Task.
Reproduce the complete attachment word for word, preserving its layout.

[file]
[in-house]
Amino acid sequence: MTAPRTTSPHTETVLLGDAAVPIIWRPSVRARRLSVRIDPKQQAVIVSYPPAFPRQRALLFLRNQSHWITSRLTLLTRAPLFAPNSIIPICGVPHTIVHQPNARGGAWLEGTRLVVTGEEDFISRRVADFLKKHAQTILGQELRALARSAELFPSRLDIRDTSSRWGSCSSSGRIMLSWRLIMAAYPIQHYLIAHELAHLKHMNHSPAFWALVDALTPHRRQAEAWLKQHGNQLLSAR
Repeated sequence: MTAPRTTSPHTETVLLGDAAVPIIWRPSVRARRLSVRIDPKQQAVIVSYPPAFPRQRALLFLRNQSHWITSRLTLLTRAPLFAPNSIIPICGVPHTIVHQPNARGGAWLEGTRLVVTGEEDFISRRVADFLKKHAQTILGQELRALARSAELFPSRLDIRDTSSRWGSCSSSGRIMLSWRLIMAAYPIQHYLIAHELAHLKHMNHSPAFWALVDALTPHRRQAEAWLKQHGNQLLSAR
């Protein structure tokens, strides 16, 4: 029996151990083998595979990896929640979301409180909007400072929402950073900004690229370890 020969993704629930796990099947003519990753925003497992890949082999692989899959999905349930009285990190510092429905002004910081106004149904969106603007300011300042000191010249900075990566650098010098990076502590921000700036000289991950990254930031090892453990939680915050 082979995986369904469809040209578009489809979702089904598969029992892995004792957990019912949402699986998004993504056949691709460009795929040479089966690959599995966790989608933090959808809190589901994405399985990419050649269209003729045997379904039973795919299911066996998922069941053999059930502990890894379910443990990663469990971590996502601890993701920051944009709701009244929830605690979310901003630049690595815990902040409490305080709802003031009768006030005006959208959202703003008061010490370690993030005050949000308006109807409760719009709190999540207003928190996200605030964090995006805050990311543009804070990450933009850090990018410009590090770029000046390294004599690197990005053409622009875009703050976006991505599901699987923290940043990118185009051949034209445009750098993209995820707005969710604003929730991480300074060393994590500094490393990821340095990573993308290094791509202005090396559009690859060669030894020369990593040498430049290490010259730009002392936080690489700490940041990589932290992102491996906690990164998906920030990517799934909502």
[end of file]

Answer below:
[in-house]
Amino acid sequence: MTAPRTTSPHTETVLLGDAAVPIIWRPSVRARRLSVRIDPKQQAVIVSYPPAFPRQRALLFLRNQSHWITSRLTLLTRAPLFAPNSIIPICGVPHTIVHQPNARGGAWLEGTRLVVTGEEDFISRRVADFLKKHAQTILGQELRALARSAELFPSRLDIRDTSSRWGSCSSSGRIMLSWRLIMAAYPIQHYLIAHELAHLKHMNHSPAFWALVDALTPHRRQAEAWLKQHGNQLLSAR
Repeated sequence: MTAPRTTSPHTETVLLGDAAVPIIWRPSVRARRLSVRIDPKQQAVIVSYPPAFPRQRALLFLRNQSHWITSRLTLLTRAPLFAPNSIIPICGVPHTIVHQPNARGGAWLEGTRLVVTGEEDFISRRVADFLKKHAQTILGQELRALARSAELFPSRLDIRDTSSRWGSCSSSGRIMLSWRLIMAAYPIQHYLIAHELAHLKHMNHSPAFWALVDALTPHRRQAEAWLKQHGNQLLSAR
């Protein structure tokens, strides 16, 4: 029996151990083998595979990896929640979301409180909007400072929402950073900004690229370890 020969993704629930796990099947003519990753925003497992890949082999692989899959999905349930009285990190510092429905002004910081106004149904969106603007300011300042000191010249900075990566650098010098990076502590921000700036000289991950990254930031090892453990939680915050 082979995986369904469809040209578009489809979702089904598969029992892995004792957990019912949402699986998004993504056949691709460009795929040479089966690959599995966790989608933090959808809190589901994405399985990419050649269209003729045997379904039973795919299911066996998922069941053999059930502990890894379910443990990663469990971590996502601890993701920051944009709701009244929830605690979310901003630049690595815990902040409490305080709802003031009768006030005006959208959202703003008061010490370690993030005050949000308006109807409760719009709190999540207003928190996200605030964090995006805050990311543009804070990450933009850090990018410009590090770029000046390294004599690197990005053409622009875009703050976006991505599901699987923290940043990118185009051949034209445009750098993209995820707005969710604003929730991480300074060393994590500094490393990821340095990573993308290094791509202005090396559009690859060669030894020369990593040498430049290490010259730009002392936080690489700490940041990589932290992102491996906690990164998906920030990517799934909502």